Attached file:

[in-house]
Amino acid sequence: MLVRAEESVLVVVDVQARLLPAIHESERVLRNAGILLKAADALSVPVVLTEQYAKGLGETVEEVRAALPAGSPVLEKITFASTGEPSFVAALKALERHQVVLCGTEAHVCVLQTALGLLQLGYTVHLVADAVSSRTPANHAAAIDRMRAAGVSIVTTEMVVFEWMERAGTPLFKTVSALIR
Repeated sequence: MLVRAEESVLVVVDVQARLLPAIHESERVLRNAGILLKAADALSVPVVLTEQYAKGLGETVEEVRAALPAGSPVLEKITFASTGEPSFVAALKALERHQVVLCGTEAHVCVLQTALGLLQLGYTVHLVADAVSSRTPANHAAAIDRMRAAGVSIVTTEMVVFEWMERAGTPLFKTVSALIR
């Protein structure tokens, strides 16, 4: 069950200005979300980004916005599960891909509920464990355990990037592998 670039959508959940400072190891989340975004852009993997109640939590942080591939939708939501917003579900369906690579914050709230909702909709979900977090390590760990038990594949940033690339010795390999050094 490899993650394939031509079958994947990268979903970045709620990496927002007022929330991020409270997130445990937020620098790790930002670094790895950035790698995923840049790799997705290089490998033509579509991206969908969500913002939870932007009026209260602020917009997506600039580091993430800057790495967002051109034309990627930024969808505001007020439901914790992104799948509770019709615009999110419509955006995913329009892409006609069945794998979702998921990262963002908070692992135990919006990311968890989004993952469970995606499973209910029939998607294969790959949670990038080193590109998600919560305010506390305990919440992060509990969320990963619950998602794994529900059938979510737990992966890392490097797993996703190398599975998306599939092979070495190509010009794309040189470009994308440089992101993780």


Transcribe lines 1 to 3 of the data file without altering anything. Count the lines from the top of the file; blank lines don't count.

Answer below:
[in-house]
Amino acid sequence: MLVRAEESVLVVVDVQARLLPAIHESERVLRNAGILLKAADALSVPVVLTEQYAKGLGETVEEVRAALPAGSPVLEKITFASTGEPSFVAALKALERHQVVLCGTEAHVCVLQTALGLLQLGYTVHLVADAVSSRTPANHAAAIDRMRAAGVSIVTTEMVVFEWMERAGTPLFKTVSALIR
Repeated sequence: MLVRAEESVLVVVDVQARLLPAIHESERVLRNAGILLKAADALSVPVVLTEQYAKGLGETVEEVRAALPAGSPVLEKITFASTGEPSFVAALKALERHQVVLCGTEAHVCVLQTALGLLQLGYTVHLVADAVSSRTPANHAAAIDRMRAAGVSIVTTEMVVFEWMERAGTPLFKTVSALIR